There is definitely a list of ab exercises that you need to stop doing if you have back pain. Odds are, your doctor told you to “be more active” or to “strengthen your core”. What they don’t tell you is that you could go to the gym and do the exact exercise that will end up putting you right back in his office or worse, his surgery table. I don’t want you to fear re-hurting yourself doing the wrong exercise, so let’s cover exactly what you need to know when it comes to training your abs for back pain.

Your doctor doesn’t have a fat clue as to what core exercises you should do to help with your back pain, so for safe measure throw everything they say out!



Boy, was I wrong about that one! Ever since I can remember the only ab exercises I ever did was what the big guys on TV and YouTube were doing. A couple years of that then I switched to doing zero direct core work and just relying on my major lifts to “work my core”. I have had a few different theories over the years when it comes to my abs but It was far from what really worked. When it comes to back pain, you really need to understand that you are automatically placed in a different category. Sure, it would be cool to be able to plank with 90lbs sitting on my back but until I have the basics down this is only going to make my pain worse. If you’re waking up in the morning with crushing back pain and walking into the gym after work with that same chronic pain, you need to make a bee-line to the furthest back corner, grab a mat and don’t pay attention to what anyone else is doing. You need to reprogram what you think a good ab workout looks like and that’s exactly what this article is going to teach you.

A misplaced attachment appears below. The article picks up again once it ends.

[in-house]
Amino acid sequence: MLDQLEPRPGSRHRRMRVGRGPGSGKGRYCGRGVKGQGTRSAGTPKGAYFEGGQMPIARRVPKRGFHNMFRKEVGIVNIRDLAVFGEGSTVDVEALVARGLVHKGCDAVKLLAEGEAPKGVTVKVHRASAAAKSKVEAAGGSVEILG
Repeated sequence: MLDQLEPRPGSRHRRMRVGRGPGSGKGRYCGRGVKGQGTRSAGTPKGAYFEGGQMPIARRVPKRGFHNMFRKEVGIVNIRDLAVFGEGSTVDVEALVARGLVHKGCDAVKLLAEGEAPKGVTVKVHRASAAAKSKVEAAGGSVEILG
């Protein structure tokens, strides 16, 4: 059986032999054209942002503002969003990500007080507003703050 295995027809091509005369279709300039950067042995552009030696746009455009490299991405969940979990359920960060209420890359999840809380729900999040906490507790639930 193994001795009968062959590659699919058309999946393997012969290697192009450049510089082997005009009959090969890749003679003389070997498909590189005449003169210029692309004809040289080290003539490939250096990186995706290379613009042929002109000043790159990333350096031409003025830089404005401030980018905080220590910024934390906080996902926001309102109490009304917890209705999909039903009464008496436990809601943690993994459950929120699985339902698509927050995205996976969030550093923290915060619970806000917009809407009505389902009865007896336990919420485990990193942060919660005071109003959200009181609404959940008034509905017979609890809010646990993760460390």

Most ab exercises consist of some kind of rotation and or flexion (crunch). This is where hundreds of people suffering from back pain are misguided by their doctors. The funny thing is, textbooks and common gym talk will tell you that strengthening the abs using sit-ups and similar exercises is what helps cure back pain but the truth is, there isn’t much research out there that supports that specific claim. Unfortunately, a lot of people, including myself have used sit-ups to elevate back pain in hopes of strengthening the core. Wrong!

You have to change your thinking. I am going to tell you exactly what you need to do to strengthen the core correctly to finally find freedom from your pain.

This is what happens when you do them wrong